Code Name Verity is a compelling, emotionally rich story with universal themes of friendship and loyalty, heroism and bravery. Two young women from totally different backgrounds are thrown together during World War II: one a working-class girl from Manchester, the other a Scottish aristocrat, one a pilot, the other a wireless operator. Yet whenever their paths cross, they complement each other perfectly and before long become devoted friends. But then a vital mission goes wrong....

    Suzn F says: "Haunting, Beautiful, Exquisite, Special Book"
    "Preposterous"
    Overall
    Performance
    Story

    I give Elizabeth Wein high marks for writing a compelling story, and the narrators are superb, but it's hard to give credence to the conceit of a confession written in literary style. There is another incredibly illogical action that I can't divulge without spoiling the book for other readers. But it makes no sense and that absolutely ruined the book for me.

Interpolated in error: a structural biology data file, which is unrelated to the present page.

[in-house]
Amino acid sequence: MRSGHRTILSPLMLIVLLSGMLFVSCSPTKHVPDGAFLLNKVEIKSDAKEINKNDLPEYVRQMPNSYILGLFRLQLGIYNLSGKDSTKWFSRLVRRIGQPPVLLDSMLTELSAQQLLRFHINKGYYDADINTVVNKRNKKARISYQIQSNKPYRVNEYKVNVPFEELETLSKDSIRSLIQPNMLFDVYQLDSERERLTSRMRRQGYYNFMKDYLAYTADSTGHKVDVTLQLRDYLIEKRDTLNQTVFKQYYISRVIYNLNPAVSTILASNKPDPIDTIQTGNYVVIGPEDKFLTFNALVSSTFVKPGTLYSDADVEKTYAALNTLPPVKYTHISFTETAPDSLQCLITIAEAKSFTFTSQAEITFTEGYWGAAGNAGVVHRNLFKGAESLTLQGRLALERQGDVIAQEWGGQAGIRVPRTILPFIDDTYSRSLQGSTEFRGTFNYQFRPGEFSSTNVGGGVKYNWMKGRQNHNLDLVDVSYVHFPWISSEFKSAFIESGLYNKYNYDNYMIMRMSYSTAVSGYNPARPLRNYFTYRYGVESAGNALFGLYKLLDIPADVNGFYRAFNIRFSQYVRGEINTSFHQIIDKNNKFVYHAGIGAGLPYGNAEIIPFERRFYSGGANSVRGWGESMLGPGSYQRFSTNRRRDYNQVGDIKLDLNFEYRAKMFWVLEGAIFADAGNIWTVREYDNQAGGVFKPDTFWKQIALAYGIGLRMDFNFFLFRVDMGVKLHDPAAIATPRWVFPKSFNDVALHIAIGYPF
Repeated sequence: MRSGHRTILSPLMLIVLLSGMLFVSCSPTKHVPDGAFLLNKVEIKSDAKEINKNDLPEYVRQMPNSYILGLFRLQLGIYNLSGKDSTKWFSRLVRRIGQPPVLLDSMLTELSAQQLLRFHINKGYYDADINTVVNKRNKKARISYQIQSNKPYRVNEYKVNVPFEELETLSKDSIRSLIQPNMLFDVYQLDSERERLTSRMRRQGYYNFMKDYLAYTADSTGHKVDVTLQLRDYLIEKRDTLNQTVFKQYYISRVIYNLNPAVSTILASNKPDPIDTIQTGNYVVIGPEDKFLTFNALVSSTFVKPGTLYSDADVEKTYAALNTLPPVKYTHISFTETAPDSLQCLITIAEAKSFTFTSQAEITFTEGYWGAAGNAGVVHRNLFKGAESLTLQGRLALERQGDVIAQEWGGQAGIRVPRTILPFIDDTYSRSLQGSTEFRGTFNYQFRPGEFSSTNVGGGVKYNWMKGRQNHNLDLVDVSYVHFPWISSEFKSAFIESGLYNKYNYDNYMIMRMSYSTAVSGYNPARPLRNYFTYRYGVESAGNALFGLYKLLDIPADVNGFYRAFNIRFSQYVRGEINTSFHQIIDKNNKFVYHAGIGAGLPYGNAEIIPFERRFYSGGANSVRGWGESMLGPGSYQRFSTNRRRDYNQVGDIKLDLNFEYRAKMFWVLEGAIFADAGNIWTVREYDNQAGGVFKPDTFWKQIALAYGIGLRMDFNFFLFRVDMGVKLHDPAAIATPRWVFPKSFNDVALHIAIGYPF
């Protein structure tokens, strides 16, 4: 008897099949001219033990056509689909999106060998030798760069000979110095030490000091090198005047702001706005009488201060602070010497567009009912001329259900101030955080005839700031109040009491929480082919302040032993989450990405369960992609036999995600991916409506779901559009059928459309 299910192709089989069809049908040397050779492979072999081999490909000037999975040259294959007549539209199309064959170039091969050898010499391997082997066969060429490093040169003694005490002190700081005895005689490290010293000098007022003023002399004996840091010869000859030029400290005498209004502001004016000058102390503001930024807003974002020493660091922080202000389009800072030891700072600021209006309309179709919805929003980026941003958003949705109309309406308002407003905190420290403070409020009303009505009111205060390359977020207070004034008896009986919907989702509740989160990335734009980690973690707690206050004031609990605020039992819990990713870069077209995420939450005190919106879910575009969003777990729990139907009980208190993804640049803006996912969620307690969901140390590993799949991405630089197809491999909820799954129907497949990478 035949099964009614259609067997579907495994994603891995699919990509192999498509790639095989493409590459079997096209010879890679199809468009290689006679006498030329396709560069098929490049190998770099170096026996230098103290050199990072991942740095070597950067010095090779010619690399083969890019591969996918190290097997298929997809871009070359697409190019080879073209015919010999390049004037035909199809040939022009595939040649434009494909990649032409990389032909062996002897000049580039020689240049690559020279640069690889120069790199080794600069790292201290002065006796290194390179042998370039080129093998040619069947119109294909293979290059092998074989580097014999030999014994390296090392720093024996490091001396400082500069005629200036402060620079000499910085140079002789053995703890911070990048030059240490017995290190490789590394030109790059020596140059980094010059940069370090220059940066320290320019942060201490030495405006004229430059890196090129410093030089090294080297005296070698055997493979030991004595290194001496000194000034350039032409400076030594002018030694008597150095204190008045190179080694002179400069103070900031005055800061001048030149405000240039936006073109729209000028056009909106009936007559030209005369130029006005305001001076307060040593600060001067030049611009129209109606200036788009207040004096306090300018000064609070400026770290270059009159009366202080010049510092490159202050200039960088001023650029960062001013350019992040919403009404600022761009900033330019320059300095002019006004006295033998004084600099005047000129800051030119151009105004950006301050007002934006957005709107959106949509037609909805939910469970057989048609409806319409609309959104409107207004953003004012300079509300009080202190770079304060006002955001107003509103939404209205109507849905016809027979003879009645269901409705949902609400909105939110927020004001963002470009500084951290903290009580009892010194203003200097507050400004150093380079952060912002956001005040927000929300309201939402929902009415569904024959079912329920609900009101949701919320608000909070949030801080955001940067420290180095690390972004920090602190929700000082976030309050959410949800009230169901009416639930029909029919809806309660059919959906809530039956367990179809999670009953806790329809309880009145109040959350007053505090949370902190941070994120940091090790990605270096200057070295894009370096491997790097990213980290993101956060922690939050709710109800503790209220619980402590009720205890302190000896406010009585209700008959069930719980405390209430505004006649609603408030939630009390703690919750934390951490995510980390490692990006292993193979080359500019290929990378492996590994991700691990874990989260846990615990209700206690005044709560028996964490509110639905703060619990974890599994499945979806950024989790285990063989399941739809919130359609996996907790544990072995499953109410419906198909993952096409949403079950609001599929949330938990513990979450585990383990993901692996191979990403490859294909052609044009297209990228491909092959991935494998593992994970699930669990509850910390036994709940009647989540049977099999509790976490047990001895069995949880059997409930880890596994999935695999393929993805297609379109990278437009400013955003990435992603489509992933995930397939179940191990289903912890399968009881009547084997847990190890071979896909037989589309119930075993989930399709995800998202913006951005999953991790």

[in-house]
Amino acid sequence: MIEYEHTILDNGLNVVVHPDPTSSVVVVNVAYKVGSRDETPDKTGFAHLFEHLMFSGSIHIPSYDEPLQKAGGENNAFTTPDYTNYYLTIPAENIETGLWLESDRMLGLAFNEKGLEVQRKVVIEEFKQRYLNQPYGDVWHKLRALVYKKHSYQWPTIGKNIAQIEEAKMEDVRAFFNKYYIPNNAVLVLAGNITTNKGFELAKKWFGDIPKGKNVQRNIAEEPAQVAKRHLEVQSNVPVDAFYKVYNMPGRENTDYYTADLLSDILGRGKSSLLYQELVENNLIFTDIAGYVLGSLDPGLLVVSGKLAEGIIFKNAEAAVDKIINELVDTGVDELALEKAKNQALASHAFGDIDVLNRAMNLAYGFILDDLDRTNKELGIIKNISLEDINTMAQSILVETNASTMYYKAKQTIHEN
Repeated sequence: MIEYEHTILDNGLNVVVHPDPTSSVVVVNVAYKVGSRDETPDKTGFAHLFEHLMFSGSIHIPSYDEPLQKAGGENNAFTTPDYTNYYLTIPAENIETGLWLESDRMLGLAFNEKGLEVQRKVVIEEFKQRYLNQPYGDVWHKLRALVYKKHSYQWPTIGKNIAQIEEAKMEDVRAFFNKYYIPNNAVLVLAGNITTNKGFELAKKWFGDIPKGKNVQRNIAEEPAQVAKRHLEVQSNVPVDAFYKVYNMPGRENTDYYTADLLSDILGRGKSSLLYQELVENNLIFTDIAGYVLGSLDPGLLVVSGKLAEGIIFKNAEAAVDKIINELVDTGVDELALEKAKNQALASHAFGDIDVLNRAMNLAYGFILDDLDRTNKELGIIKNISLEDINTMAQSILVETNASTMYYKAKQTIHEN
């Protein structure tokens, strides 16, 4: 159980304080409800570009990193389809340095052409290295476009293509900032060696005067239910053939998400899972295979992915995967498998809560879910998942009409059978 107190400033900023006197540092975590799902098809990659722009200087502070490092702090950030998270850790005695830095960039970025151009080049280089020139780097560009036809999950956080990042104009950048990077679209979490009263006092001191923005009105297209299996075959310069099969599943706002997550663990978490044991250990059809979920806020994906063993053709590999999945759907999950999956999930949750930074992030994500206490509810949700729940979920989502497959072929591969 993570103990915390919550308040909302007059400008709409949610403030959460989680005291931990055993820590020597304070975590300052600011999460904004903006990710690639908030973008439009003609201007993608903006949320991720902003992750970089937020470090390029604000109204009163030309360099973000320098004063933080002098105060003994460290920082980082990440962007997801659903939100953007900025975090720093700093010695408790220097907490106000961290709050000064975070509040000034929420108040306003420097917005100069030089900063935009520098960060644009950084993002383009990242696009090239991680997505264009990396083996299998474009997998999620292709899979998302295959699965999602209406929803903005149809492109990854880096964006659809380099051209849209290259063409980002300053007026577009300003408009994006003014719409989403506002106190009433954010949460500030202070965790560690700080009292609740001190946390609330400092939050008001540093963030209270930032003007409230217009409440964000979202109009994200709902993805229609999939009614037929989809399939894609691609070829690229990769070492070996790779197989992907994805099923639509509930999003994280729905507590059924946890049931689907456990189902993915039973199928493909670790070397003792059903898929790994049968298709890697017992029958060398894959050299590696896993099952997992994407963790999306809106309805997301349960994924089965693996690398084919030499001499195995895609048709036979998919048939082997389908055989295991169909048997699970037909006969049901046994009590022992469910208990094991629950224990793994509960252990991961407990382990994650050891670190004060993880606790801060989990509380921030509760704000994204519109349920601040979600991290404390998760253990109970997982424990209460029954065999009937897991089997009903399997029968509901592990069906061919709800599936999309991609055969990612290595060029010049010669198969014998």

0 of 0 people found this review helpful
  • Attachments: A Novel

    • UNABRIDGED (9 hrs and 7 mins)
    • By Rainbow Rowell
    • Narrated By Laura Hamilton
    • Whispersync for Voice-ready
    Overall
    (766)
    Performance
    (680)
    Story
    (682)

    Beth Fremont and Jennifer Scribner-Snyder, coworkers at The Courier, know the newspaper monitors their office e-mail. But they still spend all day sending each other messages, gossiping about their coworkers, and baring their personal lives like an open book. Jennifer tells Beth everything she can’t seem to tell her husband about her anxieties over starting a family. And Beth tells Jennifer everything, period. Meanwhile, Lincoln O’Neill still can’t believe that it’s his job to monitor other people’s e-mail.